US6746695 *May 26, 2000Jun 8, 2004Armadillo Pharmaceuticals, Inc.Pharmaceutical preparations of bioactive substances extracted from natural sources
US7001620Apr 8, 2003Feb 21, 2006Herbal Science, LlcKavalactone product
US7029707Oct 3, 2002Apr 18, 2006Herbalscience, LlcMethod of producing a processed kava product having an altered kavalactone distribution and processed kava products produced using the same
US7037524Oct 18, 2002May 2, 2006Herbalscience, LlcOral delivery of a botanical
US7105185Oct 18, 2002Sep 12, 2006Herbalscience, LlcKavalactone profile
US7199152Jul 1, 2002Apr 3, 2007Meiji Dairies CorporationTNF-α production inhibitor comprising kavalactone as an active ingredient
US7279184Oct 25, 2004Oct 9, 2007Herbalscience, LlcMethods and compositions comprising Ilex
US7291352Sep 20, 2004Nov 6, 2007Herbalscience LlcMethods and compositions for oral delivery of Areca and mate' or theobromine
US7294353Oct 21, 2004Nov 13, 2007Herbalscience, LlcMethods and compositions comprising ilex
WO1997042938A1 *Apr 21, 1997Nov 20, 1997Biozone Lab IncDelivery of biologically active material in a liposomal formulation for administration into the mouth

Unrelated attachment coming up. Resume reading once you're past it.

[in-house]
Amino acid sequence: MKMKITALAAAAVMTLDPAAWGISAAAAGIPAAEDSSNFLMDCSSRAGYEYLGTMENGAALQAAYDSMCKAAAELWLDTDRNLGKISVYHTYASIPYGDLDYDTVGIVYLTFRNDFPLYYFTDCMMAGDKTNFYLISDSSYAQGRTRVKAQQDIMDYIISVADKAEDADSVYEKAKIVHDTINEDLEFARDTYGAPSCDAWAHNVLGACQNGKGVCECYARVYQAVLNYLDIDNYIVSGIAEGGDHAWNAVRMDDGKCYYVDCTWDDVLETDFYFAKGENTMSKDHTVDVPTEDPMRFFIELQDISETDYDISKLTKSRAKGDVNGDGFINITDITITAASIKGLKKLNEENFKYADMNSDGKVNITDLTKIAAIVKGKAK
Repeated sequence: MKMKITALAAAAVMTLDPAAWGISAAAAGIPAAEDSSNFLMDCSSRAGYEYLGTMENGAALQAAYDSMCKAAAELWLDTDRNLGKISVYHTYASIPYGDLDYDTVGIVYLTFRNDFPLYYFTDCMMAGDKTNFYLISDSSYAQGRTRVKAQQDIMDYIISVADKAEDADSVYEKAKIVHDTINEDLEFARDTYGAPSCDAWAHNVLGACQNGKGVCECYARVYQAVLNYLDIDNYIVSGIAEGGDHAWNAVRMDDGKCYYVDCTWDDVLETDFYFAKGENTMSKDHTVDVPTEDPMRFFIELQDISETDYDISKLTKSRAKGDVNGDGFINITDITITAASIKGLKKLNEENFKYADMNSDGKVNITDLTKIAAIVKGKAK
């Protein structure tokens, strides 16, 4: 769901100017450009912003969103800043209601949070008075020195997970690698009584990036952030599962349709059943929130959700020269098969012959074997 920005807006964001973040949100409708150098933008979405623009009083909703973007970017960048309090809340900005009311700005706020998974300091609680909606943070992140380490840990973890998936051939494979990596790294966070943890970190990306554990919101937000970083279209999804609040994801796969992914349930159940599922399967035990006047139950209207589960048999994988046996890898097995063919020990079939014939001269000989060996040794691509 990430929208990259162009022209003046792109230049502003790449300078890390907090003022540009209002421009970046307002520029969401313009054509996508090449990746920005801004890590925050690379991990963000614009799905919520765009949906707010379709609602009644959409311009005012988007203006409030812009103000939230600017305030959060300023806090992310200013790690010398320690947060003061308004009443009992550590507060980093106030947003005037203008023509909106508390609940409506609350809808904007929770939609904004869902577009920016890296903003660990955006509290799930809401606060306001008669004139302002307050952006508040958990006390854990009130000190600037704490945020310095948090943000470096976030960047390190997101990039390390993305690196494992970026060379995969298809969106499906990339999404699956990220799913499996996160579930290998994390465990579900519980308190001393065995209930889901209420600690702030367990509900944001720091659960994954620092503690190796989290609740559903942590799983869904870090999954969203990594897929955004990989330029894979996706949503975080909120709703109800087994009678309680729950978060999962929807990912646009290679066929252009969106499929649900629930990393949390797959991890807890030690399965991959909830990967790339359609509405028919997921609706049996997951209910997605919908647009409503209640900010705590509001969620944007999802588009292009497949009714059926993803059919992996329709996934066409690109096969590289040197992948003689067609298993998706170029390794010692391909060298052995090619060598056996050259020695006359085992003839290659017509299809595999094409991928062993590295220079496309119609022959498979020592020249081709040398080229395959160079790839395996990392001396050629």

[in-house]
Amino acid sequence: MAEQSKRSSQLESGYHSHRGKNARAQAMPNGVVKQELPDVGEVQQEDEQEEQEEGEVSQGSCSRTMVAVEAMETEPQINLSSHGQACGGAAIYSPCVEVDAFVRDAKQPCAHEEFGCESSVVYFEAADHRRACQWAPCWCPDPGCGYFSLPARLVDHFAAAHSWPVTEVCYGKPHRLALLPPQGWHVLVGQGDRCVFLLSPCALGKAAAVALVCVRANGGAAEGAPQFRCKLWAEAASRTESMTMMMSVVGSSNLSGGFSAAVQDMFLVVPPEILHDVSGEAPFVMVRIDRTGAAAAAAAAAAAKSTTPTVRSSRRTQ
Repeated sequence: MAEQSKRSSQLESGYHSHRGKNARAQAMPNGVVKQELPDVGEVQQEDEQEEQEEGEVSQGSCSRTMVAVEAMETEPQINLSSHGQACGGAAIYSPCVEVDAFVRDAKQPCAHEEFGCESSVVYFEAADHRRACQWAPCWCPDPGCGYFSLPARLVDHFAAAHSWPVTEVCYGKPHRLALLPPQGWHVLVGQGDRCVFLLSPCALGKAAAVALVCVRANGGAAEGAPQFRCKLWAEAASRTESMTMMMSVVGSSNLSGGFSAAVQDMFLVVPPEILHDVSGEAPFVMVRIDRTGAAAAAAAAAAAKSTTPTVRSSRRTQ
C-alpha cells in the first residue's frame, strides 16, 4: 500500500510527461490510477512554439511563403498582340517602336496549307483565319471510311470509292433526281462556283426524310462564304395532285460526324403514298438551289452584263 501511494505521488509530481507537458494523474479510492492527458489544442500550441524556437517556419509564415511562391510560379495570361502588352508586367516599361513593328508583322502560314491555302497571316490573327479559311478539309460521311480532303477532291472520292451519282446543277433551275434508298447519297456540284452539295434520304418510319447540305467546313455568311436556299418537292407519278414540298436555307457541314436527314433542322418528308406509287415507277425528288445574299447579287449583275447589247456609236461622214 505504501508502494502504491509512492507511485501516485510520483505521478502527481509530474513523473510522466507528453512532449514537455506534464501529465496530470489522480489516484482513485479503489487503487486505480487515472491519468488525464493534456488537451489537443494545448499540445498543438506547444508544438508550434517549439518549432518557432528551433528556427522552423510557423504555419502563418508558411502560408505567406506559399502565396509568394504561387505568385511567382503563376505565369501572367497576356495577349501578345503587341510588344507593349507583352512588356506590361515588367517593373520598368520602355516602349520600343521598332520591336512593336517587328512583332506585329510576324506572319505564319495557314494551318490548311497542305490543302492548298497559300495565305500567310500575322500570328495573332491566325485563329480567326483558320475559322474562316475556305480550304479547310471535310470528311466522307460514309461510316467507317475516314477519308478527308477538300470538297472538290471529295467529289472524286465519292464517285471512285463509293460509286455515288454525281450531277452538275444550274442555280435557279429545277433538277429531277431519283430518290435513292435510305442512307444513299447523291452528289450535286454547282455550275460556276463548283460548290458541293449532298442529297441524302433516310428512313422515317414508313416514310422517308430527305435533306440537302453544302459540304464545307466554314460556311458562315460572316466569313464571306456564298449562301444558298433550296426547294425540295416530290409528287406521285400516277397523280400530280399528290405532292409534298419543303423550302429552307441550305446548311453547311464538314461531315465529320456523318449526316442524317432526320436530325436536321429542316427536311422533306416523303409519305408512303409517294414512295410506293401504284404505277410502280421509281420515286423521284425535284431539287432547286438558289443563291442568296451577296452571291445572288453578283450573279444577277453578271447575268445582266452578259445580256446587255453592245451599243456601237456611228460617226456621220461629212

WO2002091966A1 *May 13, 2002Nov 21, 2002Chen ShoujunKavalactone compositions and methods of use
WO2003084512A1 *Oct 18, 2002Oct 16, 2003William BirdsallOral delivery of a botanical
WO2003084558A1 *Oct 18, 2002Oct 16, 2003William BirdsallImproved kavalactone profile
Classifications
U.S. Classification424/734, 514/456
International ClassificationA61K36/67
Cooperative ClassificationA61K36/67
European ClassificationA61K36/67
Legal Events
DateCodeEventDescription
May 7, 1992ASAssignment
Owner name: DR. WILLMAR SCHWABE, GMBH & CO., A CORP. OF THE FE
Free format text: ASSIGNMENT OF ASSIGNORS INTEREST.;ASSIGNOR:SCHWABE, KLAUS-PETER;REEL/FRAME:006373/0573
Effective date: 19920303
Sep 8, 1997FPAYFee payment
Year of fee payment: 4
Aug 30, 2001FPAYFee payment
Year of fee payment: 8
Oct 5, 2005REMIMaintenance fee reminder mailed
Mar 22, 2006LAPSLapse for failure to pay maintenance fees
May 16, 2006FPExpired due to failure to pay maintenance fee
Effective date: 20060322